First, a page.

Blah blah blah yadda yadda, UF then goes into the critically important theme of the wound, and how it is only through the wound that the cosmos is entangled with itself, to such an extent that when we peer at a star (or the starlight penetrates into our eyes), we may be witnessing our own cosmic birth.

Until the appearance of life, there was only an exterior cosmos. But with the appearance of life, there was suddenly this new category, an interior. But in order for there to be an interior, there had to be an exterior with which to exchange matter, energy or information, and this can only take place through a wound.

This implies that there actually was no exterior to the cosmos prior to the emergence of life, being that exterior and interior co-arise. Therefore, there was just.... what? You figure it out.

UF notes that our senses are "wounds," and painful ones at that. Without them, the world cannot "penetrate" us, but sometimes the penetration can damage us. We feel, but as a result, we are aware of pleasure and pain. We see, but that gives rise to both beauty and ugliness.

It is through the wound that an otherwise closed system becomes an open one. In order to know the objective world, your mind must be "wounded" by it, by the "nails of objectivity." But to know God, your heart must be wounded, which is to say, a vertically open system.

When we wonder, we are exploring our psychic wound. When we think, we are trying to heal it. How did the wound get there? Animals don't have that particular wound.

And when we pray, we are exploring our spiritual wound. How did it get there? Why this wounded heart? Ouch!

I suppose so we can know we have one, so that it may be healed in love. God save the man without a broken heart.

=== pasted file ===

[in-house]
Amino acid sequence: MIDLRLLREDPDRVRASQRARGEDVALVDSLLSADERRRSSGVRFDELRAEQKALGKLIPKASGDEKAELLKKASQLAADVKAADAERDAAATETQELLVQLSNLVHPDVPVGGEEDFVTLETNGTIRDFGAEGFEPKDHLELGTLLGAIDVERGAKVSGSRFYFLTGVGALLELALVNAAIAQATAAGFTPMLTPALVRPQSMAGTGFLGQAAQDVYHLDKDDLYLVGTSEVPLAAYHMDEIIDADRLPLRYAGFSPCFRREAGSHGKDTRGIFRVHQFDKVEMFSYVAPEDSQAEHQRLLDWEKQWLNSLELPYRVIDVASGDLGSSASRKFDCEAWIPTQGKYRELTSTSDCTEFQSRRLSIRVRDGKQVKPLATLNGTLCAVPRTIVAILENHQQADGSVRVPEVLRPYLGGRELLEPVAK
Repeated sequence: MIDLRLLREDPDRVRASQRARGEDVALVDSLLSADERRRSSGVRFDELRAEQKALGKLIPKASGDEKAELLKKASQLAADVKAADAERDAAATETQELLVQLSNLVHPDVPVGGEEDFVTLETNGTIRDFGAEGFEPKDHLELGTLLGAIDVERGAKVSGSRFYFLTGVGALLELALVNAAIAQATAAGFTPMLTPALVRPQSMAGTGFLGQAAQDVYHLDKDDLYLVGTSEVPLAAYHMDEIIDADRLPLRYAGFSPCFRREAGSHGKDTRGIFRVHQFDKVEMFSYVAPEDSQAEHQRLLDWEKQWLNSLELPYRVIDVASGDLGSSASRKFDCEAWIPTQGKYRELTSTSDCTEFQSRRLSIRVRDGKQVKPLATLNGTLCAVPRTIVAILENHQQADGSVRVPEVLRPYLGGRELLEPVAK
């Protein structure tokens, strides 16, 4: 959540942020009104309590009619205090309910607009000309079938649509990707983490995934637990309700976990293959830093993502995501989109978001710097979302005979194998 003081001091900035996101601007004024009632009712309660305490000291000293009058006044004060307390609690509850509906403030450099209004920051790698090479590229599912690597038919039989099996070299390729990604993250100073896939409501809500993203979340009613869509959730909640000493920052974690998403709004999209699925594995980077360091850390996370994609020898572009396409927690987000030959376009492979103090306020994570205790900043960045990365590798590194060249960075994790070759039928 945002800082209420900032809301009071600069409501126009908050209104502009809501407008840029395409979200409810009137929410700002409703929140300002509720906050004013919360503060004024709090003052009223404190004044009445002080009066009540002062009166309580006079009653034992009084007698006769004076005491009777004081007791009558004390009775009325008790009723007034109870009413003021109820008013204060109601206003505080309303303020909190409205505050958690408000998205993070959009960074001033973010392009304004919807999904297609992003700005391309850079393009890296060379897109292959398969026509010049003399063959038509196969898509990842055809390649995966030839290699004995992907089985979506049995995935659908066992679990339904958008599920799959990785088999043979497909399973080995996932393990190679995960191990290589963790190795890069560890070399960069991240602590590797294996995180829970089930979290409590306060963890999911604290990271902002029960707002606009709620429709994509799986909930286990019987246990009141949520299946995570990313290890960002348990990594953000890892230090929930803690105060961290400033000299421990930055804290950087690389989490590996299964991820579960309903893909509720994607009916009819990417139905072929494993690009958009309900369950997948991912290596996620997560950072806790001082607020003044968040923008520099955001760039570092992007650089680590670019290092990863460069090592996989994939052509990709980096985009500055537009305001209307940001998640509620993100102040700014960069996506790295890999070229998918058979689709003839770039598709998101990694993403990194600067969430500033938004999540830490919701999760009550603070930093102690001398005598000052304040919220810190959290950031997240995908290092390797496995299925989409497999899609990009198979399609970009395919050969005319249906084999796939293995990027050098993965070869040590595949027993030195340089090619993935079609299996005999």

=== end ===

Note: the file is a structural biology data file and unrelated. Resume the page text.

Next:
Ray Ingles said...

UF notes that our senses are "wounds," and painful ones at that. Without them, the world cannot "penetrate" us, but sometimes the penetration can damage us.

Wounds are, by definition, always damaging. Senses aren't painful unless they are wounded. Poetically provocative, but if taken at all literally... a really disturbing category error. (How are other forms of 'penetration' conceptualized here? Brrrr...)

Anonymous said...

You see? Never doubt Bob when he speaks of "spiritual autism."

walt said...

" order for there to be an interior, there had to be an exterior with which to exchange matter, energy or information..."

Is the necessity of give-and-take -- an exchange between God and man -- discussed in Aurobindo's philosophy?

Perhaps the word "wound" is not technically correct -- but it conveys something, if only by the imagery: immediacy, exposure, suffering, etc. To just say "opening" would convey none of that. I prefer my descriptions of Reality to have a little flair, to be on a par with my experience of it.

For example:
"...a human being is nothing other than a "lens" where the vertical "collides" with the horizontal in the most intense way..." (GB)

julie said...

A cross between a riddle and a koan: When is a wound not a wound?

In a few minutes, I'll be off once again to a torture session of sorts, during which I'll voluntarily force my limbs into unnatural (for me) and painful positions, and cause a burning and aching in my muscles which indicates that, if I'm doing it right, the very tissues are actually tearing just so. But it is a sweet and most welcome agony, because it means that, by imposing my seemingly cruel will upon my reluctant flesh, I am making it stronger, more flexible, healthier, and more capable of dealing with whatever physical troubles may come along, and also doing my cognitive abilities a big favor.

Some things, some wounds, do indeed hurt so good.

ge said...

"Sorrow, suffering, and loneliness are the great builders of character. Man never becomes truly great until his heart is broken. That is the supreme test. Those who are deepened and broadened by their experiences rise triumphant from the ruins of their dreams and pass on to fuller destiny."

Manly P. Hall, The Way of the Lonely Ones

robinstarfish said...

There is a reason why the blue states are blue: no spiritual oxygen.

Better red than dead?

The wound discussion of Letter V is one of my most highlighted sections of MOTT, so practical in terms of how to see and who is seeing. When I look through a viewfinder and find that it is like a nail from outside nailing my will, I know I am at least somewhere in the vicinity of honest perception.

Ephrem Antony Gray said...

By definition: Who made that definition? And shall we keep it or do we look deeper? Or did the great Webster set down his pick, and alas: The language was carved.

Ephrem Antony Gray said...

The wound - Love is a wound that keeps you stinging for eternity. But it's the wound you love.

julie said...